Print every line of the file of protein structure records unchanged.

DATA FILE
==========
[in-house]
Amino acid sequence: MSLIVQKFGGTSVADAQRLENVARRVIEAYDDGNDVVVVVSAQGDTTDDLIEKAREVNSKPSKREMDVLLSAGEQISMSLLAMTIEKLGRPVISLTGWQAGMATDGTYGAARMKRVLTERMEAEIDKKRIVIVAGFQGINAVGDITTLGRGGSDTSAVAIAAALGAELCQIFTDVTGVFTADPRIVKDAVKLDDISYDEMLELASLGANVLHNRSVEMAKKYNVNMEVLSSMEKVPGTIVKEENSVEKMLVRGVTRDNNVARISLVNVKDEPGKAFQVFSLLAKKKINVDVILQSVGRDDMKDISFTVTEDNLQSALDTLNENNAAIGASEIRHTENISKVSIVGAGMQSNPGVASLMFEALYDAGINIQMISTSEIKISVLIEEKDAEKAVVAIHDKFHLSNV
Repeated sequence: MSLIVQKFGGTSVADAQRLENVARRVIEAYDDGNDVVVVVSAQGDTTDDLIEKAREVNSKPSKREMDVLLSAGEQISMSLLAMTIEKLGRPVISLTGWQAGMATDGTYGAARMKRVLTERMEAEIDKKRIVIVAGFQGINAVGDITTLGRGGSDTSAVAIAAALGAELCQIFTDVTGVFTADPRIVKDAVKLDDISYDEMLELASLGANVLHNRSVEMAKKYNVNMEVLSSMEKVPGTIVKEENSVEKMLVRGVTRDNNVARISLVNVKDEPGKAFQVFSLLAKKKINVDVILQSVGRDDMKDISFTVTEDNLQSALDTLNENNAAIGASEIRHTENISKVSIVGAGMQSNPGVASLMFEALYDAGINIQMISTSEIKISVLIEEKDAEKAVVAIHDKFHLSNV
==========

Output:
[in-house]
Amino acid sequence: MSLIVQKFGGTSVADAQRLENVARRVIEAYDDGNDVVVVVSAQGDTTDDLIEKAREVNSKPSKREMDVLLSAGEQISMSLLAMTIEKLGRPVISLTGWQAGMATDGTYGAARMKRVLTERMEAEIDKKRIVIVAGFQGINAVGDITTLGRGGSDTSAVAIAAALGAELCQIFTDVTGVFTADPRIVKDAVKLDDISYDEMLELASLGANVLHNRSVEMAKKYNVNMEVLSSMEKVPGTIVKEENSVEKMLVRGVTRDNNVARISLVNVKDEPGKAFQVFSLLAKKKINVDVILQSVGRDDMKDISFTVTEDNLQSALDTLNENNAAIGASEIRHTENISKVSIVGAGMQSNPGVASLMFEALYDAGINIQMISTSEIKISVLIEEKDAEKAVVAIHDKFHLSNV
Repeated sequence: MSLIVQKFGGTSVADAQRLENVARRVIEAYDDGNDVVVVVSAQGDTTDDLIEKAREVNSKPSKREMDVLLSAGEQISMSLLAMTIEKLGRPVISLTGWQAGMATDGTYGAARMKRVLTERMEAEIDKKRIVIVAGFQGINAVGDITTLGRGGSDTSAVAIAAALGAELCQIFTDVTGVFTADPRIVKDAVKLDDISYDEMLELASLGANVLHNRSVEMAKKYNVNMEVLSSMEKVPGTIVKEENSVEKMLVRGVTRDNNVARISLVNVKDEPGKAFQVFSLLAKKKINVDVILQSVGRDDMKDISFTVTEDNLQSALDTLNENNAAIGASEIRHTENISKVSIVGAGMQSNPGVASLMFEALYDAGINIQMISTSEIKISVLIEEKDAEKAVVAIHDKFHLSNV